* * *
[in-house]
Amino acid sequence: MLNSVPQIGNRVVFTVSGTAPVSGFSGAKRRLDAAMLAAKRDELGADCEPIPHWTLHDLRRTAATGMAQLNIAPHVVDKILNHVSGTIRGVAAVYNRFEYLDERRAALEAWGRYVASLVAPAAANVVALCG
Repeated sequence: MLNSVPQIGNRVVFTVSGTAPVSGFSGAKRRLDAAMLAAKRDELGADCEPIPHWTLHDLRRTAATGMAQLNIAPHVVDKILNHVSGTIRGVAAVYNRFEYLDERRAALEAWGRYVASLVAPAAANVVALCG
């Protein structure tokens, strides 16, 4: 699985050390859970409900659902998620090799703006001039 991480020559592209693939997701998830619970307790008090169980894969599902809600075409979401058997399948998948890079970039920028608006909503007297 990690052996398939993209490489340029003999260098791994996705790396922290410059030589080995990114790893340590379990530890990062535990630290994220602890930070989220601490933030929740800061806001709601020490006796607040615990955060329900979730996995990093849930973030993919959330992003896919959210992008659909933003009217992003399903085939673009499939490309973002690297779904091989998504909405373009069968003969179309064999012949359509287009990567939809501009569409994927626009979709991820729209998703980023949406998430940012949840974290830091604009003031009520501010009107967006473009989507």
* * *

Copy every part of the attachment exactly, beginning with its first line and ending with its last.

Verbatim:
[in-house]
Amino acid sequence: MLNSVPQIGNRVVFTVSGTAPVSGFSGAKRRLDAAMLAAKRDELGADCEPIPHWTLHDLRRTAATGMAQLNIAPHVVDKILNHVSGTIRGVAAVYNRFEYLDERRAALEAWGRYVASLVAPAAANVVALCG
Repeated sequence: MLNSVPQIGNRVVFTVSGTAPVSGFSGAKRRLDAAMLAAKRDELGADCEPIPHWTLHDLRRTAATGMAQLNIAPHVVDKILNHVSGTIRGVAAVYNRFEYLDERRAALEAWGRYVASLVAPAAANVVALCG
């Protein structure tokens, strides 16, 4: 699985050390859970409900659902998620090799703006001039 991480020559592209693939997701998830619970307790008090169980894969599902809600075409979401058997399948998948890079970039920028608006909503007297 990690052996398939993209490489340029003999260098791994996705790396922290410059030589080995990114790893340590379990530890990062535990630290994220602890930070989220601490933030929740800061806001709601020490006796607040615990955060329900979730996995990093849930973030993919959330992003896919959210992008659909933003009217992003399903085939673009499939490309973002690297779904091989998504909405373009069968003969179309064999012949359509287009990567939809501009569409994927626009979709991820729209998703980023949406998430940012949840974290830091604009003031009520501010009107967006473009989507």